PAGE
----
Secondly, it must promote a joint strategic reserve of the state and enterprises, give room for businesses' more sensitive market needs, and promote a stability in rare earth prices. 

China will help and promote rare earth enterprises to go global and strengthen their ability to control international rare earth resources, as well as support the import, development and utilisation of rare earth resources overseas so they meet the requirements of national security and environmental standards.

A call for science to get better

"In addition, scientific and technological innovation is used to promote the healthy development of the rare earth industry," Li Wei said.

Li emphasised that China must build up scientific and technological innovation platforms, and focus on promoting the construction of high-level platforms such as the national rare earths new material innovation centre, and a national laboratory.

Major basic research on new rare earth materials is needed to promote breakthroughs in core technologies and the creation of independent intellectual property rights.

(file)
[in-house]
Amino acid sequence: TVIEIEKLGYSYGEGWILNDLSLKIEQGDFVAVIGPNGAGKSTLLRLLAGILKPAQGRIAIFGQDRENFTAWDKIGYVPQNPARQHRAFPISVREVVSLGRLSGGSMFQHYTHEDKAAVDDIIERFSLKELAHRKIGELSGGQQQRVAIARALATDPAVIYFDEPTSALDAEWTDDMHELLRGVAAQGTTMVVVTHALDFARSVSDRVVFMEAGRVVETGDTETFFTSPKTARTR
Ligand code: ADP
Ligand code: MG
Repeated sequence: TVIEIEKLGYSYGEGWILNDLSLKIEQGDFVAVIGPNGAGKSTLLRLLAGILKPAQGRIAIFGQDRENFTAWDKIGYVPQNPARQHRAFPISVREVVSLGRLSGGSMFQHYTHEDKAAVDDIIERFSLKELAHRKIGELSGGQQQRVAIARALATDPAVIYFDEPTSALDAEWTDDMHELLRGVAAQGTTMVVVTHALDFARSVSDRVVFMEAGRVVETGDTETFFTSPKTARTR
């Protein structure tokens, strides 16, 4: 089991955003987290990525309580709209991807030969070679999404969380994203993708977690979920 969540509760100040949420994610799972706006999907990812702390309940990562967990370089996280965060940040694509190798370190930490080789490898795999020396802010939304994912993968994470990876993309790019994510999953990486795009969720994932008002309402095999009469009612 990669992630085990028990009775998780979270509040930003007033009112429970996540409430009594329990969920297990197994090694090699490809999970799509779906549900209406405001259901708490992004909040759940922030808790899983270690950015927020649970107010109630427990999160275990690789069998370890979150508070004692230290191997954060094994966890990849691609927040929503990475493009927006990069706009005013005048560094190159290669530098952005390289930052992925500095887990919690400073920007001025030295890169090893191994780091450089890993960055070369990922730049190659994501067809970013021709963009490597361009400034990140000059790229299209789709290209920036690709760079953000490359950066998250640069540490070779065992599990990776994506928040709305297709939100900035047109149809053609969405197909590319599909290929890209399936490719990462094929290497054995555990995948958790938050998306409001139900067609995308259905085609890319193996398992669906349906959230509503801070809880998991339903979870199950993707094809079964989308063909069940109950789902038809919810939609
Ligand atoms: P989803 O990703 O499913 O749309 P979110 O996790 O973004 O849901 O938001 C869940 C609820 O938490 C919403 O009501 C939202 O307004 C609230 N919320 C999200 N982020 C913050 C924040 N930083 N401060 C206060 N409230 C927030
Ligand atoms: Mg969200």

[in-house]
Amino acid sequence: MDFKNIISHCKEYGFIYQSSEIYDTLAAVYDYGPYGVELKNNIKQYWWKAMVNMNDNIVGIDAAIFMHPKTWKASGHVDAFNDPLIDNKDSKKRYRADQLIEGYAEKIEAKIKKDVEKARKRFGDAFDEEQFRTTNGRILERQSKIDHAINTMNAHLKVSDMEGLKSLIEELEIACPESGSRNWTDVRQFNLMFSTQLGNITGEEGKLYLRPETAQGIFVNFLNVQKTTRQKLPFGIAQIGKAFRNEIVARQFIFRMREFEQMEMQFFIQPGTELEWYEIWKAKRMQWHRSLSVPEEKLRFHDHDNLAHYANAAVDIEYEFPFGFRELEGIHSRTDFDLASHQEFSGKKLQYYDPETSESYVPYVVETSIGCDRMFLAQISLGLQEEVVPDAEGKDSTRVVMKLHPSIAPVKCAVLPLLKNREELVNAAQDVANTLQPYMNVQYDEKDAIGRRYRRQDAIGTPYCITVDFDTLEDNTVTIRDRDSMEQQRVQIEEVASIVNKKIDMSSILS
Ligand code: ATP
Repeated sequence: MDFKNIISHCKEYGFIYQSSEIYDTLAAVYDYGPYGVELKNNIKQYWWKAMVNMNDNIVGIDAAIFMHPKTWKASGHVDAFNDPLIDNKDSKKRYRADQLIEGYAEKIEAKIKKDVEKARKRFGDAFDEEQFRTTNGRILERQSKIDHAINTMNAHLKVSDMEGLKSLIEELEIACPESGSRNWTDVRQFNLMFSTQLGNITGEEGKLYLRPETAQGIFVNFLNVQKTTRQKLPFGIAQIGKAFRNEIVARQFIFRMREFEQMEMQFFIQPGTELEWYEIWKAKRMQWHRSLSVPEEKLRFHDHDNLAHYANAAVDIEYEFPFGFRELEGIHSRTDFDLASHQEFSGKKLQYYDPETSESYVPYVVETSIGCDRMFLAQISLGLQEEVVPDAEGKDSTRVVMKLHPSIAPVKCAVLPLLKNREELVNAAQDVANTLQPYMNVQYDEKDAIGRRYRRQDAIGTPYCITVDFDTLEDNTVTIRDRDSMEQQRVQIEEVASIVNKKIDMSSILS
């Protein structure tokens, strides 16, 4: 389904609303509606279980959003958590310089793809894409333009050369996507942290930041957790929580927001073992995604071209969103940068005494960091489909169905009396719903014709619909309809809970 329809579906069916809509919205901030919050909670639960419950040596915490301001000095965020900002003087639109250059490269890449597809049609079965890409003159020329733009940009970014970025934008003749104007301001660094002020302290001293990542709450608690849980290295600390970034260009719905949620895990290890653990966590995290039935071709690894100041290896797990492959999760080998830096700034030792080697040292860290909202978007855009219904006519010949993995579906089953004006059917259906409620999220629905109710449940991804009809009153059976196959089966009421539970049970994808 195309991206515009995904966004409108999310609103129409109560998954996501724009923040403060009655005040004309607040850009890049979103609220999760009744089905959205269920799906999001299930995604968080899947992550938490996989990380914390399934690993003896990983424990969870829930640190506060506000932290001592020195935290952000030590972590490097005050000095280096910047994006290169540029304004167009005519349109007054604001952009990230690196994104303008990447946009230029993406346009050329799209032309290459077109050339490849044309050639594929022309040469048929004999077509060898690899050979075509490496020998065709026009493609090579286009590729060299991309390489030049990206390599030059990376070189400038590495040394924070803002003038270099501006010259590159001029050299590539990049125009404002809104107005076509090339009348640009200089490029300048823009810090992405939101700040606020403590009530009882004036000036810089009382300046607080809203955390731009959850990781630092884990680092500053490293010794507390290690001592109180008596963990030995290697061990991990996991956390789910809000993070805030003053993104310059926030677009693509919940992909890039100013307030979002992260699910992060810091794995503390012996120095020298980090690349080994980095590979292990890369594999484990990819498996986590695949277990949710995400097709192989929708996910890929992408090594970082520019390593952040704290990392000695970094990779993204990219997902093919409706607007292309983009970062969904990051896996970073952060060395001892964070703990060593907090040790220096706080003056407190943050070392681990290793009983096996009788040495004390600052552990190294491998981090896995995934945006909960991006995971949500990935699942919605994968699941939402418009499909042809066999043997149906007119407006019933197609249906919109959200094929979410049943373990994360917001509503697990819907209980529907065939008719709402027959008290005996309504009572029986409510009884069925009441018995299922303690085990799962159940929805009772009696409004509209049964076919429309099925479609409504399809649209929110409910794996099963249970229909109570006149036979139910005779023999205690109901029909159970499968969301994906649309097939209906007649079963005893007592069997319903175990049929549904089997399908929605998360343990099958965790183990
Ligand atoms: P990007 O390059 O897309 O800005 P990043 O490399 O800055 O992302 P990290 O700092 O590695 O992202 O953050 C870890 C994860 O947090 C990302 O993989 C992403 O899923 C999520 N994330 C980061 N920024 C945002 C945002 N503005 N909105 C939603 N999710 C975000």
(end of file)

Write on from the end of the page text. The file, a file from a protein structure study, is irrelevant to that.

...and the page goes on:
Also, downstream high-end industries, especially robotics, high-end machine tools, advanced medical equipment, and other tech must be encouraged by the government to use domestic rare earth materials, promote products, and promote the extension of the rare earth industry to the high-end industrial chain, he said.

"Efforts must be made to increase support for the development and application of rare earth resources such as lanthanum, cerium, and yttrium in new energy, electronic information, communication and transmission and other new fields," Li said.

Old hard-drives and cellphones are displayed with rare metals like tantalum and tungsten in the procedural centre of the HC Starck chemical company in Goslar, Germany, in February 2016. The state of Lower Saxony is supporting the construction of a recycling centre with 4.2 million euros. Objects from former Harz metallurgical plants, plus old waste dumps and mountain ponds, will be processed at the center in order to extract rare metals. These can also be recycled from old devices like hard-drives and cellphones. Apple has said its new iPhone-12 has recycled rare earth components. Photo: Julian Stratenschulte/dpa via AFP.